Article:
I have been playing a Fighter with the Battle Master archetype (PHB, p. 73-74), and most of my companions in my party are new to the game. I was trying to play a supportive-type character, even if I'm playing a Fighter – I'm mostly shoving people so they can attack with advantage and playing with the Polearm Master feat (and the Sentinel feat in the future) so I can zone out monsters and protect our Sorcerer and Rogue that don't know how to position very well.
Our DM chose to not allow sources other than the PHB for characters.
With Battle Master, I intend to get the Trip Attack, Precision Attack, and possibly Commander's Strike maneuvers so I can keep being supportive and making them feel useful.
Commander's Strike says:
When you take the Attack action on your turn, you can forgo one of your attacks and use a bonus action to direct one of your companions to strike. When you do so, choose a friendly creature who can see or hear you and expend one superiority die. That creature can immediately use its reaction to make one weapon attack, adding the superiority die to the attack’s damage roll.
Action economy wise, Commander's Strike seems to suck. Mainly when I am the person hitting the hardest in the party. At 4th level with Great Weapon Fighting, a Glaive, and Polearm Master (even if I go for 18 STR instead of Great Weapon Master), I would be doing more damage with a Glaive Attack + Polearm Master + Trip Attack than if I used Commander's Strike and allowed our Ranger to attack with Hunter's Mark and Colossus Slayer or allowed our Rogue to attack with Sneak Attack. Besides, with Trip Attack I can actually choose to use the Superiority Dice only after I hit, and it doesn't spend my ally's reaction.
When is Commander's Strike worth it? Are there actual scenarios where a considerably optimized Fighter would choose to forego one of his attacks and a bonus action so an ally can attack? I will probably still be using it just to make them feel good about doing 3d8 + 1d6 + 3 damage at 3rd level, but I would like to use it knowing it's actually my best choice.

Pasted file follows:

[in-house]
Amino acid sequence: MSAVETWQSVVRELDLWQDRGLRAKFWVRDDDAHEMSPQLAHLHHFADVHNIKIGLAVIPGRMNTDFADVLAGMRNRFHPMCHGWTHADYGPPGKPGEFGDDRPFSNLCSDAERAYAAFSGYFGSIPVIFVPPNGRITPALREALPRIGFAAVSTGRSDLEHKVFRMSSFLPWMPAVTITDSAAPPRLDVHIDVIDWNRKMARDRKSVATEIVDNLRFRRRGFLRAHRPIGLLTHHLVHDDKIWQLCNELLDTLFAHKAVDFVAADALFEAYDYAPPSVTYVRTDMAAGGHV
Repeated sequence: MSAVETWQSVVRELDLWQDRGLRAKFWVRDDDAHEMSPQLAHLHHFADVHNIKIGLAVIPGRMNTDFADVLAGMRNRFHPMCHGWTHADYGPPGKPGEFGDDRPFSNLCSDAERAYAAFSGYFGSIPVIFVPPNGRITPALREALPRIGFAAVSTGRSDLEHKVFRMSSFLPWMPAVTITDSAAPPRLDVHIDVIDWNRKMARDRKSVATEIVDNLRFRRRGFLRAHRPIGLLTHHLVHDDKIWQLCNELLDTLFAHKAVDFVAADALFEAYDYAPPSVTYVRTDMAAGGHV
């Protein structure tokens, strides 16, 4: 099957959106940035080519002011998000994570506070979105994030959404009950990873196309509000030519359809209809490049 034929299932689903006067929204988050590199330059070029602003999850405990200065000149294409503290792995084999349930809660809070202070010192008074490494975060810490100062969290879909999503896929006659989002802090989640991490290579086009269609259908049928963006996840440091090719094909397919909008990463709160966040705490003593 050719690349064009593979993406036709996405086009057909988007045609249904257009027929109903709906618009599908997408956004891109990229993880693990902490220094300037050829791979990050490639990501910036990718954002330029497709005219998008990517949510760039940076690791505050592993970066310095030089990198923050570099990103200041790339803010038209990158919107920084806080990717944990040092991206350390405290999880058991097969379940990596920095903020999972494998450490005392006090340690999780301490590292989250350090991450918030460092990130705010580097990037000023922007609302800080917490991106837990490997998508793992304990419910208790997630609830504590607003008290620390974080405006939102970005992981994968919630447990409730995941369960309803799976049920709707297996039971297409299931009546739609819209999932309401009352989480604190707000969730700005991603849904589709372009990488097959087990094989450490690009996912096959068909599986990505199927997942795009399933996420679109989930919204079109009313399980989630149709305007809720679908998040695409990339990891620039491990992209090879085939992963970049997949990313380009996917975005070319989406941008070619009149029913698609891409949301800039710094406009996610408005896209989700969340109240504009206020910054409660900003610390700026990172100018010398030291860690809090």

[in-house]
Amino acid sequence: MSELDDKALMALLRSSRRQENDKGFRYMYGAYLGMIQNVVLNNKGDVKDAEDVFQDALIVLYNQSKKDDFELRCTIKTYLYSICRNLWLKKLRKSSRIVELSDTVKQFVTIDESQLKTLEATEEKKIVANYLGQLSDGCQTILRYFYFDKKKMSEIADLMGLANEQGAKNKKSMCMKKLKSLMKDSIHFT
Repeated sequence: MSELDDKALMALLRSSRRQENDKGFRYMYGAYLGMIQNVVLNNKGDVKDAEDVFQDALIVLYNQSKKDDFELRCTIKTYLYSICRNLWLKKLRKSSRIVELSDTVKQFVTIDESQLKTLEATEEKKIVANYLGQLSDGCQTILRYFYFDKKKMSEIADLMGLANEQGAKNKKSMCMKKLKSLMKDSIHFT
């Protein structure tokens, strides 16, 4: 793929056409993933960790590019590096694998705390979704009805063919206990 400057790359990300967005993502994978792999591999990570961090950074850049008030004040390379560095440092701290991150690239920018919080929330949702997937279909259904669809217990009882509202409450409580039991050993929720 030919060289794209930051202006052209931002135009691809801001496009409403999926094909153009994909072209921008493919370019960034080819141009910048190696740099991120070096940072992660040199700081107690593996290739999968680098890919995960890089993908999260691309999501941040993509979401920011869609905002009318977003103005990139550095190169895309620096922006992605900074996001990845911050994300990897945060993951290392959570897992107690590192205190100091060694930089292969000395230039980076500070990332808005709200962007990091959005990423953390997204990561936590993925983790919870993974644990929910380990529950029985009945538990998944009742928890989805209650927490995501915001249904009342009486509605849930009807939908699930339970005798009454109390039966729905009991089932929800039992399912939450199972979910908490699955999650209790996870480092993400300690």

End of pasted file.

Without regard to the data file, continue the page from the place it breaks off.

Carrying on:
Our party is currently going to 3rd level, we are playing Princes of the Apocalypse. There are lots of people, the composition is: Tiefling Sorcerer, Human Dual-Wielder Ranger, (Some-kind-of) Elf Rogue, Dragonborn Paladin, Half-Elf Warlock, Dwarf Cleric, (No-Idea-What-Race) Monk and me, Human Fighter.
The Rogue has a +1 Longbow, which I forgot to include in my math, whoops. The Ranger is dual-wielding two Rapiers (and has the Dual Wielder feat).
When another's attack would do more damage/be more impactful than yours.
Not going to lie: I don't feel like going through your party and doing the math, but suffice it to say that there are times--even when playing a Great Weapon Master--that someone else's attack is expected to do more damage. Like when you can direct your Sharpshooting ranger to take a shot at the dragon overhead that you can't reach. Or when your L15 rogue is doing 8d6 or so on a hit.
I recently played a Battlemaster in a L18/19 party--being able to forego 1 of 3 attacks to give the rogue a sneak attack for 10d6 was pretty nice. (Especially when my first attack had been a Distracting one to ~double the rogue's chance of critting and doubling those dice!)
At low level, though, you're right: your attacks are generally going to have more "OOMPH" to them; delegating one to another party member is likely to be a strategic move: interrupt a caster's concentration when you can't reach them, an ally has a time-limited buff, you have disadvantage from being blinded, &c.
TL;DR: Commander's Strike gives you, as an option to replace any one of your attacks with any one of your allies' attacks. Options=power. The cost of that option is a bonus action and the opportunity cost of choosing Commander's Strike over another maneuver. I've generally found it worthwhile as a 4th or 5th maneuver pickup.